Dylan has had a very naughty few weeks! He’s getting a lot more boisterous with the girls and is tending to push his luck more often when we’re training. He hasn’t been so naughty as to annoy me (but then again, I’ve had lots of practise with the stubborn terrier in Kim!) but he’s definitely testing his limits! I think poor Mollie is suffering the most – and I think she might end up getting knocked down the pecking order in the end. Dylan will already steal her toys, treats and breakfast/dinner if he can, and she doesn’t do too much to stop him. Poor lass!
A very clear example of his general naughtiness is that he has eaten all the harnesses we own – and we own quite a few, since each dog has a flyball harness, a spare, and then some spares. (Although he did leave Mollie’s untouched, for some reason!) He was quite crafty, and ate only the buckles, so the harnesses looked intact but sekritly were destroyed. Sometimes I think he’s just pretending to be stupid!
Training is going really well though, he’s got so much enthusiasm and he’s really enjoying working. Just sticking with obedience and things like trotting poles, left/rights, go-ons still. We start back at agility training in February so hopefully I’ll be able to do some basic stuff with him then – Kim will be missing Sunday training for a while since she’s competing on Saturday’s pretty much throughout Feb – and so he’ll have my full attention.
It’s been a whole week of new experiences for my Dyl this week! The Christmas Tree has gone up, which was very confusing, but he’s been very good with it. I did find a chewed up bauble this morning, which was undoubtably him, but I think Kim had something to do with it too, since she looked very guilty and ran away when I picked it up. Our normal routine is just generally disrupted at the moment, what with late-night shopping and unexpected guests popping in, and there being no agility/flyball training.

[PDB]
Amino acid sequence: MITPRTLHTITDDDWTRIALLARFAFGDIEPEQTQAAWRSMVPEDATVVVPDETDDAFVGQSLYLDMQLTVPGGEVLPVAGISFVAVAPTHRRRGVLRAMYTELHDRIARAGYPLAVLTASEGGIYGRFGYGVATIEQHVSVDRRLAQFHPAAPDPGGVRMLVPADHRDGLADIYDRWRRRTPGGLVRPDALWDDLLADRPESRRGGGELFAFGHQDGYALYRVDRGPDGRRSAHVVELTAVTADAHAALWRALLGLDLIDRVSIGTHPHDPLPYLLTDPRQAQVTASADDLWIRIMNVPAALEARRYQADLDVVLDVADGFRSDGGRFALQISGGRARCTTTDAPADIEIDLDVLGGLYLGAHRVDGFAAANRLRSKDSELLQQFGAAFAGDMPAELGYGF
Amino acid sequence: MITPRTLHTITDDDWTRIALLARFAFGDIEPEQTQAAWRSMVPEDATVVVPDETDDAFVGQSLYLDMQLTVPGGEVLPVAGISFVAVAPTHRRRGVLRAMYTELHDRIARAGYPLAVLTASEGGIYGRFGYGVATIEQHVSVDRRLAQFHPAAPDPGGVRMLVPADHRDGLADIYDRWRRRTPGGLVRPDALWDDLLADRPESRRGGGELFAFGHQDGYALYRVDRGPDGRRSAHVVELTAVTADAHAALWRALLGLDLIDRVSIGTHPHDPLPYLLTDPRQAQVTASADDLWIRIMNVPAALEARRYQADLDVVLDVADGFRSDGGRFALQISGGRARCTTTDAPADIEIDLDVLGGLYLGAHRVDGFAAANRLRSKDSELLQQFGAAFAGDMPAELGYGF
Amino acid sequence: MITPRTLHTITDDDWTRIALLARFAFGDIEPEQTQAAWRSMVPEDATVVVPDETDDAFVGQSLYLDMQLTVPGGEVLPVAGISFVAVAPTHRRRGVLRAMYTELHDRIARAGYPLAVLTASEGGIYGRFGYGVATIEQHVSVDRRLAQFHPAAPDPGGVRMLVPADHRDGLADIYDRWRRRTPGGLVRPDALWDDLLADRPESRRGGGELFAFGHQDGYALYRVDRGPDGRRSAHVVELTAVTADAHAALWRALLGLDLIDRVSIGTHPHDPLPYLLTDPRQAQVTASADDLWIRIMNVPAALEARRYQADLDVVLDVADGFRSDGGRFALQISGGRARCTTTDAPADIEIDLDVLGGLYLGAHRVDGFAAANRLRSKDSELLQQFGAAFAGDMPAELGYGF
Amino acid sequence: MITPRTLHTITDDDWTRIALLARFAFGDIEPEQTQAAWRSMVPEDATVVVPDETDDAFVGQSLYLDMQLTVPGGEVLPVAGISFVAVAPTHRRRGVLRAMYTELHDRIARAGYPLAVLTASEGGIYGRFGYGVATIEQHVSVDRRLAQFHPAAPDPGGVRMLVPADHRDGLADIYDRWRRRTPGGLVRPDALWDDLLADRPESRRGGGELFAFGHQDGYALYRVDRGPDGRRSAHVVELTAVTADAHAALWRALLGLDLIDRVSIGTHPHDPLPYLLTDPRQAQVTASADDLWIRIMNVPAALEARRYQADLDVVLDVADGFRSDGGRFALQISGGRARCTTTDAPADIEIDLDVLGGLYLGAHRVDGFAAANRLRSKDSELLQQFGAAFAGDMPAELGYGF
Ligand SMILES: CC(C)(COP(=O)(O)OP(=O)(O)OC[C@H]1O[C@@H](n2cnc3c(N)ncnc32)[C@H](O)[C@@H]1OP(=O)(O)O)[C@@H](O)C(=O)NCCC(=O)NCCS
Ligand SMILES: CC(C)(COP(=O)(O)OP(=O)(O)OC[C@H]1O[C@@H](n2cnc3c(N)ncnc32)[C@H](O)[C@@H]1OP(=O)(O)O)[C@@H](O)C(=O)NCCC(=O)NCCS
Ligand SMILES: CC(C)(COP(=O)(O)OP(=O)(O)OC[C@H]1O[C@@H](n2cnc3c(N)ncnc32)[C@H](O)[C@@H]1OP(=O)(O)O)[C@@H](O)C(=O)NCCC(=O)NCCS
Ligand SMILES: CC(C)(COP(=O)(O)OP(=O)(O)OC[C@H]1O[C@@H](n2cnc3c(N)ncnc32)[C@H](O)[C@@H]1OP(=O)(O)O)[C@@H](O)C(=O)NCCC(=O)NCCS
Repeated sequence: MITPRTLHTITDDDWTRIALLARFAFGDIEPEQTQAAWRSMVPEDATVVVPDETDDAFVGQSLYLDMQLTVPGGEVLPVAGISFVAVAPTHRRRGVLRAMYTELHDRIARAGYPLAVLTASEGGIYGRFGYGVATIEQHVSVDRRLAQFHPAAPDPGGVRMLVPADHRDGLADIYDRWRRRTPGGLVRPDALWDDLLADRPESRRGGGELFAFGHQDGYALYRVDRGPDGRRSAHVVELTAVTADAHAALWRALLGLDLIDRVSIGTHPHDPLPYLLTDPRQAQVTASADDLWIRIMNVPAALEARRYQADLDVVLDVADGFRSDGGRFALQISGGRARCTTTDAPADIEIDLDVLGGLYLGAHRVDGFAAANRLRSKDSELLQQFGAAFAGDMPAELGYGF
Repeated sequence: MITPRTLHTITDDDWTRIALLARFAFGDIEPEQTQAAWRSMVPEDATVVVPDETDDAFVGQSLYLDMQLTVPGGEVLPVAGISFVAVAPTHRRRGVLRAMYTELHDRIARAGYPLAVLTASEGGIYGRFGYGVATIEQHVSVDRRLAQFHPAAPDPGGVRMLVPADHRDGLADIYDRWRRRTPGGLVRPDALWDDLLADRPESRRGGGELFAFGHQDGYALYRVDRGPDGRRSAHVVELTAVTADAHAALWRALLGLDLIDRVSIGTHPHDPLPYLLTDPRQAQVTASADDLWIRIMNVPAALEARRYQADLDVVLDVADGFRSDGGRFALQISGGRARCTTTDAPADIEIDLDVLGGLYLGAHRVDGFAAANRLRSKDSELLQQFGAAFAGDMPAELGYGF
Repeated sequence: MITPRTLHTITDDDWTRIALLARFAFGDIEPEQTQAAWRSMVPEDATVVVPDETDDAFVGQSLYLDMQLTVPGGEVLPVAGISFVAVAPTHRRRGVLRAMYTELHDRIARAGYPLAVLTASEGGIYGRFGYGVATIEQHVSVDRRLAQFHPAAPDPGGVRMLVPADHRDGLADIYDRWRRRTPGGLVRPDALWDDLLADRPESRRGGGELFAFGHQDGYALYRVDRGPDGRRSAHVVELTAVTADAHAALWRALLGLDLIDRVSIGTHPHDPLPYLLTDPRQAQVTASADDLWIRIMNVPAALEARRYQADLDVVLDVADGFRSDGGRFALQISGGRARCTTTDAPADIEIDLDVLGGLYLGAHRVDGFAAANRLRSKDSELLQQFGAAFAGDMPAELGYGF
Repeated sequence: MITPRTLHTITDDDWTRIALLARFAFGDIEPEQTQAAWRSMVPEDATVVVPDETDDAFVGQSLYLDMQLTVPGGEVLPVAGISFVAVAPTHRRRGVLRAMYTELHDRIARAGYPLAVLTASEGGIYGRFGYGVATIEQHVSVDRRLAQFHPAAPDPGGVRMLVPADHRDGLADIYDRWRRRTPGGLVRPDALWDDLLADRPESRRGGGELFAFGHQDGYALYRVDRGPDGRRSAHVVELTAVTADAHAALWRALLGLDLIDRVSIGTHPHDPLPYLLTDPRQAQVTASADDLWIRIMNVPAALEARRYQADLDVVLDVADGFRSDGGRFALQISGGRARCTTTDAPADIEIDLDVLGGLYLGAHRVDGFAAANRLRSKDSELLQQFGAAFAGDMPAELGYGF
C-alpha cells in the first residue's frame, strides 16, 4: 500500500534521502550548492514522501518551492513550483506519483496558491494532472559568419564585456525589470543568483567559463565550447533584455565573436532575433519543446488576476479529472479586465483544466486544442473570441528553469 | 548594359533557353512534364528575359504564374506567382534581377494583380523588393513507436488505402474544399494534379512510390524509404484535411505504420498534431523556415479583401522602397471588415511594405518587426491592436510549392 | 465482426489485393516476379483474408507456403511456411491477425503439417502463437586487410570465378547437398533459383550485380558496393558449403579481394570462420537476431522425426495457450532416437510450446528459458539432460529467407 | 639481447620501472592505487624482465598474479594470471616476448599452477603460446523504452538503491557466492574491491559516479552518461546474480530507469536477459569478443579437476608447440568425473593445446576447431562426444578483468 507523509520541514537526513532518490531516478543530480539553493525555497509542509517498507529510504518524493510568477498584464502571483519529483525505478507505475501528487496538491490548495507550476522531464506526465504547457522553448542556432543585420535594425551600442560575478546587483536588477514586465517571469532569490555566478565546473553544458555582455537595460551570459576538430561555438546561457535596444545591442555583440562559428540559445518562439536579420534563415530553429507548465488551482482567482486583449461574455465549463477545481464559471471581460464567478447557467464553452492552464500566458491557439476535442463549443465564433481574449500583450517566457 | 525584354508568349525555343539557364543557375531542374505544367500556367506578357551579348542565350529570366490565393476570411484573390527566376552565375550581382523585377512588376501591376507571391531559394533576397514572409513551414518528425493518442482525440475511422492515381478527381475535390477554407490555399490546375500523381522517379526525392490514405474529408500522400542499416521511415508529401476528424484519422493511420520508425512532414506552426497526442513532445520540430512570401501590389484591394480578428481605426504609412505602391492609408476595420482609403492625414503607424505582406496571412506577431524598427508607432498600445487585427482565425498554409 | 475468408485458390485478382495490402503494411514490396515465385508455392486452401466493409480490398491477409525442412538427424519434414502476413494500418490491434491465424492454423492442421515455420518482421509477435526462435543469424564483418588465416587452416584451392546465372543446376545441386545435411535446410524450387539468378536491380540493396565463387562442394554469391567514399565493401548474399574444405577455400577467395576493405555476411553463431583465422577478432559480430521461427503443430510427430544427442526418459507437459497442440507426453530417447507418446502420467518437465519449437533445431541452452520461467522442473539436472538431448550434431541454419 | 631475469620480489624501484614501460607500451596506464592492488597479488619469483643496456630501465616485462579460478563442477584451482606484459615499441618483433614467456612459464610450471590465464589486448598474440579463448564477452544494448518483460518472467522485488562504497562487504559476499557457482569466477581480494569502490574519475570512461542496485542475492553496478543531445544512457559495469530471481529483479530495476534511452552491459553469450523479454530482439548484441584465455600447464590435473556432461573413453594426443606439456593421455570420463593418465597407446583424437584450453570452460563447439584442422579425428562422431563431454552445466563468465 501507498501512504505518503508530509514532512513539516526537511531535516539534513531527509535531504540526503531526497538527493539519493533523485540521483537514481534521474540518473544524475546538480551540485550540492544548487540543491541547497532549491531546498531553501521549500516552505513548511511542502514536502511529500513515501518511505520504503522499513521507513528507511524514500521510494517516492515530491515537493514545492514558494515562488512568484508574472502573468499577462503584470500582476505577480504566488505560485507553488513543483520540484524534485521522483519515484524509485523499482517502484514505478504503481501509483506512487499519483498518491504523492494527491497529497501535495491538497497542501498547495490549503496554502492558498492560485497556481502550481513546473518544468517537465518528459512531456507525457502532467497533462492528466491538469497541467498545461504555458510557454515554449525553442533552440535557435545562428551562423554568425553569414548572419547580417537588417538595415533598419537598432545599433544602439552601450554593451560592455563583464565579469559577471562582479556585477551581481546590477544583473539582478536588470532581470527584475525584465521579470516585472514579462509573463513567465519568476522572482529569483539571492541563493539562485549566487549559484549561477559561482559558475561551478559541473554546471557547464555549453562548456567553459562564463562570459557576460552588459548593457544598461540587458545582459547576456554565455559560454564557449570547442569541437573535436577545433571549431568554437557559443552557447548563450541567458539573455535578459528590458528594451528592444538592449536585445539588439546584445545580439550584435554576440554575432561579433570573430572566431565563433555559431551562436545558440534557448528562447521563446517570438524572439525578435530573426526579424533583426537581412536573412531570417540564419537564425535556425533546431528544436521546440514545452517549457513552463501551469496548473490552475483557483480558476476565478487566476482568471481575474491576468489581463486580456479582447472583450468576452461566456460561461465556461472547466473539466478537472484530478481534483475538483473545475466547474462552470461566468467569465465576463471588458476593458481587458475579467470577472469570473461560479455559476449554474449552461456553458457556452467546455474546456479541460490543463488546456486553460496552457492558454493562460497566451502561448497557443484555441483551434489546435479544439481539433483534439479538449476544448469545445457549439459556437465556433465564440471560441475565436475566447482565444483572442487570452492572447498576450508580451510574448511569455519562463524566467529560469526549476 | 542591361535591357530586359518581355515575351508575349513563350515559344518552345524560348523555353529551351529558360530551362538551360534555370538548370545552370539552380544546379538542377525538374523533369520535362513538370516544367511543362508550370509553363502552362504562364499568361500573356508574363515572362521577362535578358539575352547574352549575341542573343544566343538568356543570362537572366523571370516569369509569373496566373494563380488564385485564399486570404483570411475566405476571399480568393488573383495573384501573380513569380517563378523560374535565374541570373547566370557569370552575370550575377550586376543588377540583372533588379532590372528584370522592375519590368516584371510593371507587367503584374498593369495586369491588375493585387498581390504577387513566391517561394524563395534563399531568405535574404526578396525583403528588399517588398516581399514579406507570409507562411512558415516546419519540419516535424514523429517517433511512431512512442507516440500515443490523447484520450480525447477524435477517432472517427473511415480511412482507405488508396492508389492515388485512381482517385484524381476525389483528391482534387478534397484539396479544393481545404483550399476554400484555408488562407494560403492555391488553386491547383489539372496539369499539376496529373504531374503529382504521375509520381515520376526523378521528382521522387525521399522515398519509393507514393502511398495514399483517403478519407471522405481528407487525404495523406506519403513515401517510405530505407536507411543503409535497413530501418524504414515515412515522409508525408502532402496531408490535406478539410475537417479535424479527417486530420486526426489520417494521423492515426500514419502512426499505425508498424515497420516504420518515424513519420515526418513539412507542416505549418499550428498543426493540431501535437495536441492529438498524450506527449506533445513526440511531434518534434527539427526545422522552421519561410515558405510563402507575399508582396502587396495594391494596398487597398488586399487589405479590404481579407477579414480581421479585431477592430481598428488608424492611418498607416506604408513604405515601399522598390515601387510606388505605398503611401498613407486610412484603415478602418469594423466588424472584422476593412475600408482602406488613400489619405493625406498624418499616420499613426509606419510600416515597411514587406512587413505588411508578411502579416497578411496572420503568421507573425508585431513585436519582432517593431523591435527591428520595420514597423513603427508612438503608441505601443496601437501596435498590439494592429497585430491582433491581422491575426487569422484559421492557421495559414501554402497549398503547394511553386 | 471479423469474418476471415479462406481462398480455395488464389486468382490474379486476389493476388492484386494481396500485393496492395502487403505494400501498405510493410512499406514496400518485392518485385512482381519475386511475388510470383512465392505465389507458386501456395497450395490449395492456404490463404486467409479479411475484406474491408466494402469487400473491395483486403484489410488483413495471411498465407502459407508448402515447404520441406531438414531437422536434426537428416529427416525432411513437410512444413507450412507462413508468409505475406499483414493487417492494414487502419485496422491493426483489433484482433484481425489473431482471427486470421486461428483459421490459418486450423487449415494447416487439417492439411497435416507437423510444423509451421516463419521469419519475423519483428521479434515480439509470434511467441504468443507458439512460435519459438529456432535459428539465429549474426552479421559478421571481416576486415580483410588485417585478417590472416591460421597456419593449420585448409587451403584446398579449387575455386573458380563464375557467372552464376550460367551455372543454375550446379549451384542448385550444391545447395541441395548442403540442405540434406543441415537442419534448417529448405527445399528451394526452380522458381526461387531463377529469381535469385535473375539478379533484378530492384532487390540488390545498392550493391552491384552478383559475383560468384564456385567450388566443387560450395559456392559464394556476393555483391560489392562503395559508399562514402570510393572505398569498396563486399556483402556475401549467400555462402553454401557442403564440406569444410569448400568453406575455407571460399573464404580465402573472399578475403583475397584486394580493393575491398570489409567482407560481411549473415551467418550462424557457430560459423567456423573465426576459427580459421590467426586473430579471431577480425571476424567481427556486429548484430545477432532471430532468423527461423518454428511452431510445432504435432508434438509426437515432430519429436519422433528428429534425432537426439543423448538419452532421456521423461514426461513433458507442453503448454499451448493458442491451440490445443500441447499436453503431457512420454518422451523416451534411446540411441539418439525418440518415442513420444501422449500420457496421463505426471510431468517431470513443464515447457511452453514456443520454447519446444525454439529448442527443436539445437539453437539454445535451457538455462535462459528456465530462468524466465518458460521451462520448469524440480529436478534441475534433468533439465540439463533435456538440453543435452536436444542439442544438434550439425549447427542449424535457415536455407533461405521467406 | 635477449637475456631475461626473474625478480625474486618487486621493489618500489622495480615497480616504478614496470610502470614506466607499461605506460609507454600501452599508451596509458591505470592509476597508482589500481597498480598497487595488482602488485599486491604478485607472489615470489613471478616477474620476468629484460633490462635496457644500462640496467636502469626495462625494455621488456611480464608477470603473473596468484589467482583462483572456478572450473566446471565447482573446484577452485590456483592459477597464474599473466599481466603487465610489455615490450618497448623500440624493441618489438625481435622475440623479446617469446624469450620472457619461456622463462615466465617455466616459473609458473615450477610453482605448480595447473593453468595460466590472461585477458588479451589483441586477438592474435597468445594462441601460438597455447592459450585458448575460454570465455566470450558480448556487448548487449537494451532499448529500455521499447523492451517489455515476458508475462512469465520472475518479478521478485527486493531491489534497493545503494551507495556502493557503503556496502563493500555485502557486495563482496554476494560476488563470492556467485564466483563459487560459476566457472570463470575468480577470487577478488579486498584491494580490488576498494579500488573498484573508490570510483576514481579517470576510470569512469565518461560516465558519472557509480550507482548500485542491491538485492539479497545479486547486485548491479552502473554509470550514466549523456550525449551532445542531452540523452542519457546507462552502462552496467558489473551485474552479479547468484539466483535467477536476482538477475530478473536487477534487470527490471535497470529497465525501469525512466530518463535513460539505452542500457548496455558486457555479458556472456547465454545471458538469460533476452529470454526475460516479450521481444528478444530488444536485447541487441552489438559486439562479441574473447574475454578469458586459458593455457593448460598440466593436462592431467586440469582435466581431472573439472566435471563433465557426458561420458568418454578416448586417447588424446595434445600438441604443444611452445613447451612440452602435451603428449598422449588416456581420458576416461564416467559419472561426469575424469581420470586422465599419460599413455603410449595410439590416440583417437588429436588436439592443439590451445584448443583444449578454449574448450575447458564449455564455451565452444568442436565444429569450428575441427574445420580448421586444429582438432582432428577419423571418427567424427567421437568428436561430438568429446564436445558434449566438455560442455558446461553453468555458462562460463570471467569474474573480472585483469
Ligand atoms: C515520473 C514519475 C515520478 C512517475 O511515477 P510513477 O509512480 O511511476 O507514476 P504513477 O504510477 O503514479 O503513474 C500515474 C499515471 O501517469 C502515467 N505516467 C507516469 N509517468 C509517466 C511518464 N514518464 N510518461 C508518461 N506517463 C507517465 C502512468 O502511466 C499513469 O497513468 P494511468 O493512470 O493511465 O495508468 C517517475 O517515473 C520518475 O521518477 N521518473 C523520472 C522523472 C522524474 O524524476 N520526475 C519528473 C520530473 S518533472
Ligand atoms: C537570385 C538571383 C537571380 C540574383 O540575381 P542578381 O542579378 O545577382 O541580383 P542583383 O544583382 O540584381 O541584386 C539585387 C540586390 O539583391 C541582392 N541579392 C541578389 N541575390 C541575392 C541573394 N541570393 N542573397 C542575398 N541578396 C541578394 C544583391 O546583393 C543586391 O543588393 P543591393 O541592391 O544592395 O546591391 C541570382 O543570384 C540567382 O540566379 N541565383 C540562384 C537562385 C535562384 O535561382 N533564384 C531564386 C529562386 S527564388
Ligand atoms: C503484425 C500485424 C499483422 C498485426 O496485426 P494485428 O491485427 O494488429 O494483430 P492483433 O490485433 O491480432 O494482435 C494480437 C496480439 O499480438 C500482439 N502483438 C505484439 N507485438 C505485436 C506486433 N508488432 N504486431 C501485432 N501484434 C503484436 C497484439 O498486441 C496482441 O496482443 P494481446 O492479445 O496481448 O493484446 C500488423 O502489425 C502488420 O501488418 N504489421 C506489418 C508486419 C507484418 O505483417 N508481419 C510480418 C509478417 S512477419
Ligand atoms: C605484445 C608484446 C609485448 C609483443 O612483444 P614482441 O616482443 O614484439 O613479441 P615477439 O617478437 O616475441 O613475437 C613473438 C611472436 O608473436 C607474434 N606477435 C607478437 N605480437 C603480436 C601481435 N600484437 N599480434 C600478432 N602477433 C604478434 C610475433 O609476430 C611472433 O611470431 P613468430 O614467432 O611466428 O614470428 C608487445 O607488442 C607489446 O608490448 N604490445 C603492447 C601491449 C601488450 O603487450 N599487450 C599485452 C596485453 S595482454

Also introduced him to some “trotting poles” which in theory will make him think about his paws. In practice, he just knocked them over with his nose, but we’ll get over that. We used to use trotting-poles to regulate the horse’s stride, encouraging him to extend or shorten as required. In this case, even if it just gets Dylan thinking about where his paws are and where they’re going, it’ll help for obstacles like the dogwalk, or jumps. Speaking of obstacles, I got out the big hoola-ring today and propped it up with some sticks. It looked like a very enormous tyre, and after some initial wariness Dylan was running through it without a problem. I’d rather introduce him to things like this now, then the “real thing” won’t be as scary.
We’ve also been doing a little bit of target training outside, but nothing too much. Both Kim & Dylan are getting there with it – Kim’s been practising on the staircase, but I’ve held off doing that with Dylan because of his joints.
Anyway, generally very proud of the lad today, he did a full 25 minutes worth of training. I’ve been varying the length of time I work with him, starting off with only a couple of minutes and then 10, 15, 20, and so on. Tomorrow I think we’ll only do 15 minutes or so to balance it out (depends on the weather!)